July 4th marks our annual flag retiring ritual

Posted By on July 5, 2010


America’s Independence Day marks the day our family (well … me really) puts up a new flag. Usually the old flag makes it about a year, although a few of the cheaper ones have deteriorated much quicker.  I’ve pretty much decided that the stitched and embroidered nylon flags hold up the best. replacingflags_3667 The pile of retired flags is starting to grow in our “flag cabinet,” although I’m missing a few from our early years.

I saved a forwarded email earlier this year for the flag changing occasion, but have since realized it wasn’t entirely accurate when stating that “traditionally each of the 13 folds had a specific meaning.”

Nevertheless, the meanings seem appropriate and worth incorporating in a flag folding routine.

The first fold of our flag is a symbol of life.

The second fold is a symbol of our belief the eternal life.

The third fold is made in honor and remembrance of the veteran departing our ranks who gave a portion of life for the defense of our country to attain a peace throughout the world.

The fourth fold represents our weaker nature, for as American citizens trusting in God, it is to Him we turn in times of peace as well as in time of war for His divine guidance.

The fifth fold is a tribute to our country, for in the words of Stephen Decatur, "Our Country, in dealing with other countries may she always be right; but it is still our country, right or wrong."

The sixth fold is for where our hearts lie. It is with our heart that we pledge allegiance to the flag of the United States Of America, and to the Republic for which it stands, one Nation under God, Indivisible, with Liberty and Justice for all.

The seventh fold is a tribute to our Armed Forces, for it is through the Armed Forces that we protect our country and our flag against all her enemies, whether they be found within or without the boundaries of our republic.

The eighth fold is a tribute to the one who entered into the valley of the shadow of death, that we might see the light of day, and to honor mother, for whom it flies on Mother’s Day.

The ninth fold is a tribute to womanhood; for it has been through their faith, love, loyalty and devotion that the character of the men and women who have made this country great have been molded.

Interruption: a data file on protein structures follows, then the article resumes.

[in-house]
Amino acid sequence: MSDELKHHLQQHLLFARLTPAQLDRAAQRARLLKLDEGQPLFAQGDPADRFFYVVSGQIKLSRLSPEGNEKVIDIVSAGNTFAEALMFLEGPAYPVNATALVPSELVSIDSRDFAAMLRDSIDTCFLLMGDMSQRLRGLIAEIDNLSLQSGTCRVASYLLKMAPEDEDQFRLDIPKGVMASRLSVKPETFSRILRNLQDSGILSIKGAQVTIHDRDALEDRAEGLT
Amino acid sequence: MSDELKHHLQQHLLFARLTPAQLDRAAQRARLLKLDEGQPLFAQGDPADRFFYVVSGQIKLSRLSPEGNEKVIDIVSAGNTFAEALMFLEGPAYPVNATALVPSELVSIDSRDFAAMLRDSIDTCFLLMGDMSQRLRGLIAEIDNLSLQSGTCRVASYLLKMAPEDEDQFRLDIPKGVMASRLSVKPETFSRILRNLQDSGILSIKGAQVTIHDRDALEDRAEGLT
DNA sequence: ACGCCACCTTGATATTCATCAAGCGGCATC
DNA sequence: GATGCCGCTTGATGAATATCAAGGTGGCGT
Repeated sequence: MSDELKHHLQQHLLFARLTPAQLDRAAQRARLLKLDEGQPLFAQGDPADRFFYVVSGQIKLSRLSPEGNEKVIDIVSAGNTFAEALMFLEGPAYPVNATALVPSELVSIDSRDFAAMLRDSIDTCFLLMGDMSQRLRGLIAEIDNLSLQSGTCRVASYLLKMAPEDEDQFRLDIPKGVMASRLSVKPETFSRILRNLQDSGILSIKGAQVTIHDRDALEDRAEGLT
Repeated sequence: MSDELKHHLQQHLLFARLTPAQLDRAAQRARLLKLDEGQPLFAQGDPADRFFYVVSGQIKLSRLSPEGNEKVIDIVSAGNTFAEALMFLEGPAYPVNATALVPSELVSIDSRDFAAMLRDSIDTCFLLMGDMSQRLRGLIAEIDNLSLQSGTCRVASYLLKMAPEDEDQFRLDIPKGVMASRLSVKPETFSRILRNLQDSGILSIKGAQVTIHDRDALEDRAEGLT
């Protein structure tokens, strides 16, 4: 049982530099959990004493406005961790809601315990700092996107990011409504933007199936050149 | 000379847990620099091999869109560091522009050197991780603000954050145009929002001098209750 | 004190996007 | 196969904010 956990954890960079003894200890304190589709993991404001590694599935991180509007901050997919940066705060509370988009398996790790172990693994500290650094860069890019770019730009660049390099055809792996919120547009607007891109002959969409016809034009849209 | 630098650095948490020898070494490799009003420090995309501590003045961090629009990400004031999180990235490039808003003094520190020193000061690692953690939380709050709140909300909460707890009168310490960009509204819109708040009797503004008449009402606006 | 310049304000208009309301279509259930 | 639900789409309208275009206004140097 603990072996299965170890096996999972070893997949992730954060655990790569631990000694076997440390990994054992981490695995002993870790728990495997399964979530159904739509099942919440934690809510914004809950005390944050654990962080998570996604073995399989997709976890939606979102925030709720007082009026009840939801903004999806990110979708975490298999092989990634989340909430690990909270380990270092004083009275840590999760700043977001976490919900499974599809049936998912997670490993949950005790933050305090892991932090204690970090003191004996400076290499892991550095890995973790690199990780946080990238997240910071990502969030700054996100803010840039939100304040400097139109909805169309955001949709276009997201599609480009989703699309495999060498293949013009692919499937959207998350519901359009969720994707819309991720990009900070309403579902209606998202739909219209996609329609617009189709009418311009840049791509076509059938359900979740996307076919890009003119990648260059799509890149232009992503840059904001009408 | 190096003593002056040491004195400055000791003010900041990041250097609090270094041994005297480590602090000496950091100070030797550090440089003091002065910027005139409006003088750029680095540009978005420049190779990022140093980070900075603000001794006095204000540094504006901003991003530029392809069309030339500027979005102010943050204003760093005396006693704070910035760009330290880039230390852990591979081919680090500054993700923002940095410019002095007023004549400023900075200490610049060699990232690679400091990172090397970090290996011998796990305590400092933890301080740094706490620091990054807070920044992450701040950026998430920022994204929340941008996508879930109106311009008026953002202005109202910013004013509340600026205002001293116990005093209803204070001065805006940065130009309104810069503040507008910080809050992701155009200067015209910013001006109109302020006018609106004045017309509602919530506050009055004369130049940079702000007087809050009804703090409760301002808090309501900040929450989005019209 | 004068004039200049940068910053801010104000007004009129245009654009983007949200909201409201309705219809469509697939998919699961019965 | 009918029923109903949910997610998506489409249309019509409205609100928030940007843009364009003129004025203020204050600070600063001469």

The tenth fold is a tribute to the father, for he, too, has given his sons and daughters for the defense of our country since they were first born.

The eleventh fold, in the eyes of a Hebrew citizen represents the lower portion of the seal of King David and King Solomon, and glorifies in their eyes, the God of Abraham, Isaac, and Jacob.

The twelfth fold, in the eyes of a Christian citizen, represents an emblem of eternity and glorifies, in their eyes, God the Father, the Son, and Holy Ghost.

The thirteenth fold: When the flag is completely folded, the stars are uppermost reminding us of our national motto, "In God We Trust".  "After the flag is completely folded and tucked in, it takes on the appearance of a cocked hat, ever reminding us of the Soldiers who served under General George Washington and the Sailors and Marines who served under Captain John Paul Jones who were followed by their comrades and shipmates in the Armed Forces of the United States, preserving for us the rights, privileges, and freedoms we enjoy today."

The next time you see a flag ceremony honoring someone that has served our country, either in the Armed Forces or in our civilian services such as the Police force or Fire Department, keep in mind all the important reasons behind each and every movement. They have paid the ultimate sacrifice for all of us by honoring our flag and our Country.


Desultory - des-uhl-tawr-ee, -tohr-ee

  1. lacking in consistency, constancy, or visible order, disconnected; fitful: desultory conversation.
  2. digressing from or unconnected with the main subject; random: a desultory remark.